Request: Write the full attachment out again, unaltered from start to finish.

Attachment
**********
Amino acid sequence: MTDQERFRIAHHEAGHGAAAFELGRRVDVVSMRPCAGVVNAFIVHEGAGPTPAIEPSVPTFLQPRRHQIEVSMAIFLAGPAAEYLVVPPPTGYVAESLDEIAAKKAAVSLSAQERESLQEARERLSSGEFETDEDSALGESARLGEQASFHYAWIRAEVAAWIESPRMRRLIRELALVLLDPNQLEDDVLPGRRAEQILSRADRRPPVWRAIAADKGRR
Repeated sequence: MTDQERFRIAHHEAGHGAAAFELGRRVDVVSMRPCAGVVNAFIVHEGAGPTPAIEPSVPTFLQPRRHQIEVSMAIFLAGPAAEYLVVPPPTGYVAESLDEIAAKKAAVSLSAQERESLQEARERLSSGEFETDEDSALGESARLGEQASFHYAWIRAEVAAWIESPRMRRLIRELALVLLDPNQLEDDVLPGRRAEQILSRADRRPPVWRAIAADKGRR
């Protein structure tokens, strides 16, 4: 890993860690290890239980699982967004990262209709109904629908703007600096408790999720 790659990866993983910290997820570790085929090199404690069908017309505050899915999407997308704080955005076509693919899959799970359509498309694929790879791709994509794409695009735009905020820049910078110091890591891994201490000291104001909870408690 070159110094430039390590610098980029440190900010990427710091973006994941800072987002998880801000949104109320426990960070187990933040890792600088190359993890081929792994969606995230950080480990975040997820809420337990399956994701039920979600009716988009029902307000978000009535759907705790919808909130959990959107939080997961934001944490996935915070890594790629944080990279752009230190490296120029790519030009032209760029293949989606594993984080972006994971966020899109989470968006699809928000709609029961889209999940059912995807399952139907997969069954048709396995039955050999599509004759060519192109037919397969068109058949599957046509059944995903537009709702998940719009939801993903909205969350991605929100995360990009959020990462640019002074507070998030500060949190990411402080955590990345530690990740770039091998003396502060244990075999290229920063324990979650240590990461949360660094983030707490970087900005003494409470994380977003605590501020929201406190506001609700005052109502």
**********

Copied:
Amino acid sequence: MTDQERFRIAHHEAGHGAAAFELGRRVDVVSMRPCAGVVNAFIVHEGAGPTPAIEPSVPTFLQPRRHQIEVSMAIFLAGPAAEYLVVPPPTGYVAESLDEIAAKKAAVSLSAQERESLQEARERLSSGEFETDEDSALGESARLGEQASFHYAWIRAEVAAWIESPRMRRLIRELALVLLDPNQLEDDVLPGRRAEQILSRADRRPPVWRAIAADKGRR
Repeated sequence: MTDQERFRIAHHEAGHGAAAFELGRRVDVVSMRPCAGVVNAFIVHEGAGPTPAIEPSVPTFLQPRRHQIEVSMAIFLAGPAAEYLVVPPPTGYVAESLDEIAAKKAAVSLSAQERESLQEARERLSSGEFETDEDSALGESARLGEQASFHYAWIRAEVAAWIESPRMRRLIRELALVLLDPNQLEDDVLPGRRAEQILSRADRRPPVWRAIAADKGRR
């Protein structure tokens, strides 16, 4: 890993860690290890239980699982967004990262209709109904629908703007600096408790999720 790659990866993983910290997820570790085929090199404690069908017309505050899915999407997308704080955005076509693919899959799970359509498309694929790879791709994509794409695009735009905020820049910078110091890591891994201490000291104001909870408690 070159110094430039390590610098980029440190900010990427710091973006994941800072987002998880801000949104109320426990960070187990933040890792600088190359993890081929792994969606995230950080480990975040997820809420337990399956994701039920979600009716988009029902307000978000009535759907705790919808909130959990959107939080997961934001944490996935915070890594790629944080990279752009230190490296120029790519030009032209760029293949989606594993984080972006994971966020899109989470968006699809928000709609029961889209999940059912995807399952139907997969069954048709396995039955050999599509004759060519192109037919397969068109058949599957046509059944995903537009709702998940719009939801993903909205969350991605929100995360990009959020990462640019002074507070998030500060949190990411402080955590990345530690990740770039091998003396502060244990075999290229920063324990979650240590990461949360660094983030707490970087900005003494409470994380977003605590501020929201406190506001609700005052109502």